“You have to be a little crazy to play string quartets professionally. Working as a professional string quartet is one of the toughest businesses,” says Yinzi Kong, violist in The Vega Quartet. String quartets are commonly described as “a marriage of four.” Imagine twice the friction in personalities and agendas, and only half of the benefits. Quartet members still have to do taxes separately and have no shared expenses on houses or cars or medical insurance, and the list goes on.
It was nearly a twenty-year journey for the Vega String Quartet to find its permanent home in Atlanta, Ga., in 2006. They first started as a student group at the Shanghai Conservatory of Music in China in the 1990s. Now Quartet-in-Residence at Emory University, the Vega has won numerous national and international awards and prizes, enjoys an international performance career, and is passing on their love and knowledge of chamber music to the next generation of students and audiences with passion and determination.
Here’s some advice the Vega Quartet shared about what it takes to stick with it: One cannot start too young or too old. A quartet musician needs to be good enough to notice what the other three are doing, quickly adjust and compromise while still occupied with his own notes. Quartet members see each other more than their own families, so if you already have a family, you don’t have time to start a quartet. Oh, and, except for the extremely lucky few, quartet members make almost no money! Most quartets form in their college years and break off soon after graduation when reality sets in. So why string-quartet? Well, the literature of the string quartet is some of the most sublime, most expressive, most powerful and yet the most intimate ever written! As Ludwig Van Beethoven said, “I know of no greater delight than string quartet.”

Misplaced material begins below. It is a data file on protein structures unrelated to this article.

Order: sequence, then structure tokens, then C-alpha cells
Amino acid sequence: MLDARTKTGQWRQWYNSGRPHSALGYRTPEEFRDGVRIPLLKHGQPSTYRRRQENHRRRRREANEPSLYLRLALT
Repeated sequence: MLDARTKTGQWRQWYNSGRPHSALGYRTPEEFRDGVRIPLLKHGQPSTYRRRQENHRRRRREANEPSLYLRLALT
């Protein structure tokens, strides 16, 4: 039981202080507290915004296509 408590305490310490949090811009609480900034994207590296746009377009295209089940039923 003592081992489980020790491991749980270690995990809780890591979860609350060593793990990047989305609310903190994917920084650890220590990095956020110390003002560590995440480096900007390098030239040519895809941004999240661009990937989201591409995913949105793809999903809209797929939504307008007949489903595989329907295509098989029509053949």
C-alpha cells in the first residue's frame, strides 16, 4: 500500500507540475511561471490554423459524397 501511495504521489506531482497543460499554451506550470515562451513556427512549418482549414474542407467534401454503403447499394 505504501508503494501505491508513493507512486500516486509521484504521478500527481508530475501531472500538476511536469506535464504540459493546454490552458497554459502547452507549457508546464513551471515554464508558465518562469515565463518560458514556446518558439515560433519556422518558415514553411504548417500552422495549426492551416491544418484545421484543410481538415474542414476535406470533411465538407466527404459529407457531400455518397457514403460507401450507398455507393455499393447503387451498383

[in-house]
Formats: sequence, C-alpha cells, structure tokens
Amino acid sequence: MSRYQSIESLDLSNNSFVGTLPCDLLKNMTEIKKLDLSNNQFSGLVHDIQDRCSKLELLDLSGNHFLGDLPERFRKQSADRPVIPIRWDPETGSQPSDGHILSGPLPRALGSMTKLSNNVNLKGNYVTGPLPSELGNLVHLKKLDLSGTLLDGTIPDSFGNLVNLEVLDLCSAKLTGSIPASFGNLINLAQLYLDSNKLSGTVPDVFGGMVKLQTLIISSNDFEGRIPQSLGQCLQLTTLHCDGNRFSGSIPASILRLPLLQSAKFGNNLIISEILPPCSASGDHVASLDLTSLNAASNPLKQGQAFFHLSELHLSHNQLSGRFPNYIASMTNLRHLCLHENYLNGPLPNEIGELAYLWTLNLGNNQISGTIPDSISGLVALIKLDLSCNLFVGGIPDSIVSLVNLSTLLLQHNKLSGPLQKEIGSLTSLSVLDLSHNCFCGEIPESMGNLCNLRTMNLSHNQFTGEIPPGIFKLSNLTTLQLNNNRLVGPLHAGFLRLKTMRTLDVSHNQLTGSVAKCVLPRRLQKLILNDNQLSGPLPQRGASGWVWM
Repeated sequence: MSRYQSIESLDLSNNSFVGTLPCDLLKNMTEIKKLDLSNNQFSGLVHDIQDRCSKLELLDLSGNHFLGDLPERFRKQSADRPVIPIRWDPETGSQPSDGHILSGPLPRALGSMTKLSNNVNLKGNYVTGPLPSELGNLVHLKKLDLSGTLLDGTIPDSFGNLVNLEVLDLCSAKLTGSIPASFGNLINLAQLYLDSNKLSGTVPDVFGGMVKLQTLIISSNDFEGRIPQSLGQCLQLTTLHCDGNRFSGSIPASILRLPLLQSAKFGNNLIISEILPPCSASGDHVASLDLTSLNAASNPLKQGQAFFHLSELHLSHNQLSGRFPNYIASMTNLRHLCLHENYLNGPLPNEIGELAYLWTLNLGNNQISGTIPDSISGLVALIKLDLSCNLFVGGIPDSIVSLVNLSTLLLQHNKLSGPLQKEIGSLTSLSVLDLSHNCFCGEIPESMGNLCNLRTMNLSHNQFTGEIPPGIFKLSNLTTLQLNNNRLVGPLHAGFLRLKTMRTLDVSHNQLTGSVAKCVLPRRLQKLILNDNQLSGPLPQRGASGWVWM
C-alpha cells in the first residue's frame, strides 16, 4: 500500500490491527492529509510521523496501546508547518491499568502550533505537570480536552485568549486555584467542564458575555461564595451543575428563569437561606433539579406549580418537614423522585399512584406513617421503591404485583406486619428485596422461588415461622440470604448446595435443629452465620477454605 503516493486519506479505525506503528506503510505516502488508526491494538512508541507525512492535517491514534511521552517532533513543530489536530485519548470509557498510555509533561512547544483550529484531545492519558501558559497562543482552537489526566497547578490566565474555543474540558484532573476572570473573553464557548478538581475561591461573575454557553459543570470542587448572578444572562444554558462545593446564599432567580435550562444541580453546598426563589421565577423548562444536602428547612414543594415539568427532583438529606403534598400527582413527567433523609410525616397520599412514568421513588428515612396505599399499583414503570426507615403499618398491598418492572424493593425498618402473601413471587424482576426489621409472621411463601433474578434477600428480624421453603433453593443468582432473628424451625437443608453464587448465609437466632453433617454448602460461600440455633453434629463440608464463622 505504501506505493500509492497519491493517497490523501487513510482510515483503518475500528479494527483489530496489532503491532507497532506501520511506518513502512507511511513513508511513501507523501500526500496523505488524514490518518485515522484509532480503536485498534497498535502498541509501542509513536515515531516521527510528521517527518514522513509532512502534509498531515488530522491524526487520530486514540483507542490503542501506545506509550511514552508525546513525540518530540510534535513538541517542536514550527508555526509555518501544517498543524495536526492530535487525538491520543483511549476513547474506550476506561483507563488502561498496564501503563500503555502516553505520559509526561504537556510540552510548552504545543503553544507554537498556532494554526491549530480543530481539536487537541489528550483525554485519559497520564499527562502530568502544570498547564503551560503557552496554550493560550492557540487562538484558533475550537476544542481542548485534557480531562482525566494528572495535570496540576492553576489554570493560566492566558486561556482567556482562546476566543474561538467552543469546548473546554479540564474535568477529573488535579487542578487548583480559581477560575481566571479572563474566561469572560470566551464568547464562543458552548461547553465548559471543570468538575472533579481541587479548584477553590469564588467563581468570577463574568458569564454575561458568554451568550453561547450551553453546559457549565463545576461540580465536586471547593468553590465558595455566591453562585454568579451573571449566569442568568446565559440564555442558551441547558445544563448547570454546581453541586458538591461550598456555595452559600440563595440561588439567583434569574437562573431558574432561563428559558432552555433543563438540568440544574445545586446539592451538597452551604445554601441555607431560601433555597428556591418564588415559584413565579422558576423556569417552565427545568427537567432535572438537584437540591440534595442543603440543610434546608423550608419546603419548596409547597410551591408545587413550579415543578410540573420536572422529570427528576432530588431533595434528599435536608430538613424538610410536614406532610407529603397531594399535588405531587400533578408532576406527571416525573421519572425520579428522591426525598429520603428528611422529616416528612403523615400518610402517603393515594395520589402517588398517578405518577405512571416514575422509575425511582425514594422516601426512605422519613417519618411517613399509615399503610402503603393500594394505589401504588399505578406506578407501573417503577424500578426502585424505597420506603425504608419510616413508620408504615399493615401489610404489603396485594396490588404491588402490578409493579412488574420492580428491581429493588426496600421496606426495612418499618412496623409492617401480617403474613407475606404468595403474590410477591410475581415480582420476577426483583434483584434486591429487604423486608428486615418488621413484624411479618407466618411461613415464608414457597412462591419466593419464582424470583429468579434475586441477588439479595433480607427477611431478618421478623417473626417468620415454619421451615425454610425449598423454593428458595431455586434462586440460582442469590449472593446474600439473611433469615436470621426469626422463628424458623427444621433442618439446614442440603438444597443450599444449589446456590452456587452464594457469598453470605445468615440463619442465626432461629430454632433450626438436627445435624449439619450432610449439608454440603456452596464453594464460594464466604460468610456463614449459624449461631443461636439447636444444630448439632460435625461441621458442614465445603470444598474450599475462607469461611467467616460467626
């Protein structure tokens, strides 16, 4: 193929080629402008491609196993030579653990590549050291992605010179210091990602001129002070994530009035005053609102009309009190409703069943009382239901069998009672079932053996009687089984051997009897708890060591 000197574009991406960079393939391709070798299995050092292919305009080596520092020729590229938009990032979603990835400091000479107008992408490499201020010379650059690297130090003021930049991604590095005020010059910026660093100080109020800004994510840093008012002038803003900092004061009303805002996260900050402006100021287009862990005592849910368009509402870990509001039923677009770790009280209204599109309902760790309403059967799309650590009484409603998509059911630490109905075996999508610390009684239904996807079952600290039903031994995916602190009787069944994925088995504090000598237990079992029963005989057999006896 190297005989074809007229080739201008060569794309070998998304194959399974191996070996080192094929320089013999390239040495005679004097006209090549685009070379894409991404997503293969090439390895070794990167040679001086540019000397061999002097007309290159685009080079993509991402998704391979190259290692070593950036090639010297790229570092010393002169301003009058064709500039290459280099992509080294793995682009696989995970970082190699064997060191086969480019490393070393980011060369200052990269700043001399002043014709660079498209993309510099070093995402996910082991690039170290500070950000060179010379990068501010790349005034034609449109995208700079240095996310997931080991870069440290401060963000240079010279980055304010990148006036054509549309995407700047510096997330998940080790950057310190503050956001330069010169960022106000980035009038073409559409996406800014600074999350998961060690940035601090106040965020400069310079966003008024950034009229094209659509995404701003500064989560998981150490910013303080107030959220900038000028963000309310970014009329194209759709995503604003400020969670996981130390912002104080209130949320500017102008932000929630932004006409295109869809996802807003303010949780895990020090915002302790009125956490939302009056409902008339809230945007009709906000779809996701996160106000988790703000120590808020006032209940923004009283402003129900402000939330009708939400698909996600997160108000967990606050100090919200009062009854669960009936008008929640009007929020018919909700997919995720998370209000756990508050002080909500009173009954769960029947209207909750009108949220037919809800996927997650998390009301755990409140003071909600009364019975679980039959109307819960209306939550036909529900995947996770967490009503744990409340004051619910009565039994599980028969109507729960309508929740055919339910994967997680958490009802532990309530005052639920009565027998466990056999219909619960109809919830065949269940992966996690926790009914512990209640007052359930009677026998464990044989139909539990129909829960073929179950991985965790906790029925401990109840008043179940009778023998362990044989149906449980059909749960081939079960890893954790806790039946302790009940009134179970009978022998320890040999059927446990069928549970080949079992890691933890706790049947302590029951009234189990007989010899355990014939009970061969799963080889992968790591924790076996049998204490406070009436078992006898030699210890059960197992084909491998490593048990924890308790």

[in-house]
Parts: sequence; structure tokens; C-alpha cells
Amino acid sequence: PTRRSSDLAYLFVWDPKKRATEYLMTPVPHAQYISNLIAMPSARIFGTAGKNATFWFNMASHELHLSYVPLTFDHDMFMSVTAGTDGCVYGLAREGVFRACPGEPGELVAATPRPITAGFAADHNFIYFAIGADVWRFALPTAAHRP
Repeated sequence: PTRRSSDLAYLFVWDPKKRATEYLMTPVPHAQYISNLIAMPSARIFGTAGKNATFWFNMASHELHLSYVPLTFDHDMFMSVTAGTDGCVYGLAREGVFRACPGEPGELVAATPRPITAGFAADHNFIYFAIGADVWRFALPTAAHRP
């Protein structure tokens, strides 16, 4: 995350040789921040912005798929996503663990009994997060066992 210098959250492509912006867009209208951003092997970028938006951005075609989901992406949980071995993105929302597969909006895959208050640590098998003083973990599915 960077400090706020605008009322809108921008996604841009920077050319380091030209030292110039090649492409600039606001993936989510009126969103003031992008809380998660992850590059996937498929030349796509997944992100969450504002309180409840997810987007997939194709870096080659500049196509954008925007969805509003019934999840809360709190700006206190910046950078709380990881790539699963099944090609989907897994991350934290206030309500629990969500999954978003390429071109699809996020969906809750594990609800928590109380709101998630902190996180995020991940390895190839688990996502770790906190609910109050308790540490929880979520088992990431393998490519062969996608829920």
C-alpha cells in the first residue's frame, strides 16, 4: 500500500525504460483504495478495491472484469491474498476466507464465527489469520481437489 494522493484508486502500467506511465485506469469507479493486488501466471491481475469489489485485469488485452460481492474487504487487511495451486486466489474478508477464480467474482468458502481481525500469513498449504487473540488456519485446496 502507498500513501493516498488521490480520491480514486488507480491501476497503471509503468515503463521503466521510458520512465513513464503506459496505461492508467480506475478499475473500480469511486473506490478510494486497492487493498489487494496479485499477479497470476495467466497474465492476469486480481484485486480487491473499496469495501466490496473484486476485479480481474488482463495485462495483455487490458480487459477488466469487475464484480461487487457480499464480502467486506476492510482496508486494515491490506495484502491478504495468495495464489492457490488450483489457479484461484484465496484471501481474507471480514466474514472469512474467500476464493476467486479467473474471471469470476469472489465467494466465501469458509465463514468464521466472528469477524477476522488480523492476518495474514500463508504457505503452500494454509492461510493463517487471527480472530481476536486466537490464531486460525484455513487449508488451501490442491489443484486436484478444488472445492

The Vega has endured its own rough patches, as almost all long-running quartets have experienced, through relocations (Shanghai, Boca Raton, New York, Atlanta) to member changes (three cellists, seven violinists) and the painful years when four of them had to share a small apartment in New York with single digit dollar amounts in their bank accounts. “Yes, violinists are always most problematic and violists are the least,” says Yinzi. These patches are exactly what makes the journey memorable and unique. Together, Domenic Salerni and Jessica Shuang Wu, violins, Yinzi Kong, viola and Guang Wang, cello, pour through their music honestly, sincerely and richly.
The Vega Quartet heats up the Prelude Chamber Music Festival in Jacksonville with a concert on Thursday, June 16th at 7 p.m. in the Riverside Park United Methodist Church. On the program are Joseph Haydn’s String Quartet Op. 77, #1 (it is always proper to start a string quartet concert with a work by Haydn, the one who invented the string quartet); Leos Janacek’s Quartet #2 titled the “Kreutzer Sonata” (first a Beethoven violin sonata, then Tolstoy’s novella about a tragic love triangle before being returned into musical notes); and the finale is Felix Mendelssohn’s Quartet Op. 44, #1 – filled with fleeting notes, beautiful melodies and rich textures.
Come enjoy the fruit of many years of hard work, struggle, and passion distilled into one intoxicating musical experience.
PreludeChamberMusic.org and VegaQuartet.com